A strange thing sometimes happens in population genetics: highly capable and experienced researches come up with stupid ideas and push them so hard that, despite all the evidence to the contrary, they become accepted as truths. At least for a little while.
It’s obvious now, thanks to full genome sequencing and ancient DNA, that Y-chromosome haplogroup R1a cannot be native to India. It arrived there rather recently from the Eurasian steppe, in all likelihood during the Bronze Age, probably as the Indus Valley Civilization (IVC) was collapsing or, perhaps, just after it had collapsed.
But for quite a few years this was something of a taboo, even politically incorrect, narrative, and it was vehemently rubbished by many Indians, including Indian scientists, and their western academic sympathizers.
Indeed, a whole series of papers came out, often in high brow scientific journals, claiming that R1a originated in South Asia, and that it spread from there to Europe. This, it was also claimed, was the final nail in the coffin of the so called Aryan Invasion Theory (AIT), because R1a was often described as the “Aryan” haplogroup.
I wasn’t impressed by any of this nonsense. I said so here and elsewhere, to the great annoyance of those who believed, against all reason and logic, that the Indo-Aryans, and even Indo-Europeans, were indigenous to India. Here’s a taste of some of my work on the topic going back to 2013.
Looking back, it’s all a bit rough, but very cool nonetheless. However, I was often accused of being biased, unscientific and even bigoted and racist as a result of offering such commentary and research. Make no mistake, my detractors were seething that I would dare to question what was apparently a scientific reality, and they wanted to shut me up. It was a nasty experience, but it now feels great to be vindicated.
Nowadays, no objective person who, more or less, knows their stuff would argue that the vast majority of the R1a in India doesn’t ultimately derive from the Pontic-Caspian steppe in Eastern Europe.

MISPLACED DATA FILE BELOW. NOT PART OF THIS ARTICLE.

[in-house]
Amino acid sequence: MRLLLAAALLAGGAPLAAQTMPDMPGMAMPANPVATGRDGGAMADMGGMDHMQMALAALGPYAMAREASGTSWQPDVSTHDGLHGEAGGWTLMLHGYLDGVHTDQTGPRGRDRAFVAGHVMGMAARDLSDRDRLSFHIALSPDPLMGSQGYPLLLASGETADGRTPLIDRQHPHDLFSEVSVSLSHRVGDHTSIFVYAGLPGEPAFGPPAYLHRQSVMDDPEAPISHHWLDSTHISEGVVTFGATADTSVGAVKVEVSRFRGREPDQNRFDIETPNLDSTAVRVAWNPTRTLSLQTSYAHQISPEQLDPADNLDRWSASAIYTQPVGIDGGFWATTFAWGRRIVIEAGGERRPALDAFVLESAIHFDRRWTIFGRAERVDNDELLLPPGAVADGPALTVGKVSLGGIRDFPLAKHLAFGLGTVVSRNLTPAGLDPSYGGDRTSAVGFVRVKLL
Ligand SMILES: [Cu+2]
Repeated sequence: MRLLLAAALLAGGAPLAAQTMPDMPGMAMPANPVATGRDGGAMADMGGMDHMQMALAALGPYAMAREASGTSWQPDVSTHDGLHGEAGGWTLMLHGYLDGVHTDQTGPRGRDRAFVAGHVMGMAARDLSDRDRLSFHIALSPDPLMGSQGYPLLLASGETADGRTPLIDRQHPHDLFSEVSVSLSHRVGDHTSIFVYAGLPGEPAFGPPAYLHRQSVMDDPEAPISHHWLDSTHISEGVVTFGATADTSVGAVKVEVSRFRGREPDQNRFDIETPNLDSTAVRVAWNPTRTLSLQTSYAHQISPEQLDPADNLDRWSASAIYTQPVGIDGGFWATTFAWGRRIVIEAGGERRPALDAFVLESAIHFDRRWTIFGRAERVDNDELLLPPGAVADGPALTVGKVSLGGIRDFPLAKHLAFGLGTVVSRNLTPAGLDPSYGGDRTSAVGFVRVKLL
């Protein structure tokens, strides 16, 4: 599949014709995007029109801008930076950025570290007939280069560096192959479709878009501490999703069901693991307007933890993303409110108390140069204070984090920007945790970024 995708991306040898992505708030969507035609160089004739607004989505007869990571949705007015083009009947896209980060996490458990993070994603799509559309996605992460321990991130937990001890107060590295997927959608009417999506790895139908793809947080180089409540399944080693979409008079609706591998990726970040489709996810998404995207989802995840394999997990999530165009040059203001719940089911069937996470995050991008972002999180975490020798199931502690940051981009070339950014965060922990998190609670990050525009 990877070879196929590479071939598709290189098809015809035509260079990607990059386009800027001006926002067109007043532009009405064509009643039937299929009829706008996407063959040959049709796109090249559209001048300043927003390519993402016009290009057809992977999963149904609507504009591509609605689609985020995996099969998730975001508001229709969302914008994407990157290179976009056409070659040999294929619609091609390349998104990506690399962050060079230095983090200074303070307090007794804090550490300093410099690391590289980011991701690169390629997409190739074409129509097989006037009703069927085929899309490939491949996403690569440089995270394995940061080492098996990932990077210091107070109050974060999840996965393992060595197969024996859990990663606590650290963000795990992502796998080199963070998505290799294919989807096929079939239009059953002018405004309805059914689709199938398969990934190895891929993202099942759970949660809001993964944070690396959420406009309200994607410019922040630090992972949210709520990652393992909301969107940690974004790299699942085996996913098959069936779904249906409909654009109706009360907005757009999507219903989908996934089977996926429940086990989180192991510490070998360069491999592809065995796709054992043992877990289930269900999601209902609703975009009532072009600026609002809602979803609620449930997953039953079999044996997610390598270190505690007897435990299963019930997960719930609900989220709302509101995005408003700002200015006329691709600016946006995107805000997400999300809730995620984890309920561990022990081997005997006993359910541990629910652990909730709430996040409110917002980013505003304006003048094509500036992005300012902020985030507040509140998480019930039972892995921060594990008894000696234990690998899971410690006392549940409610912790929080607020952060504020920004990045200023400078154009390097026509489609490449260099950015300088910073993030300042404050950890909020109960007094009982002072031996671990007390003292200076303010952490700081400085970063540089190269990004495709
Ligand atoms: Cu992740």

But otherwise things haven’t changed all that much in the last few years. For instance, despite a whole heap of ancient DNA data being available from Eastern Europe and West Asia, there’s a widely accepted idea that the Early Bronze Age (EBA) Yamnaya culture formed on the Pontic-Caspian steppe as a result of migrations from what is now Iran.
This is not true. It can’t be true, because it’s contradicted by all of the data. I’ve tried to explain this every time new data streamed in, but generally to no avail.
Thus, the Yamnaya people and culture were indigenous to Eastern Europe, and basically formed as a result of the amalgamation of at least three different populations closely related to Eastern European Hunter-Gatherers (EHG), Caucasus Hunter-Gatherers (CHG), Early European Farmers (EEF) and Western European Hunter-Gatherers (WHG). They did not harbor any significant ancestry from what is now Iran; at least not from within any reasonable time frame.
However, me communicating this fact has resulted in some rather strange and unsavory reactions from a number of individuals who appear to have a big emotional investment in this issue. They become frustrated and even angry when I try to explain to them that there’s no sense in looking for the genetic origins of Yamnaya in Iran, much like the people who argued with me when I tried to reason with them that R1a wasn’t native to India. Here’s an example from a recent blog post (for the full conversation scroll down to the comments here).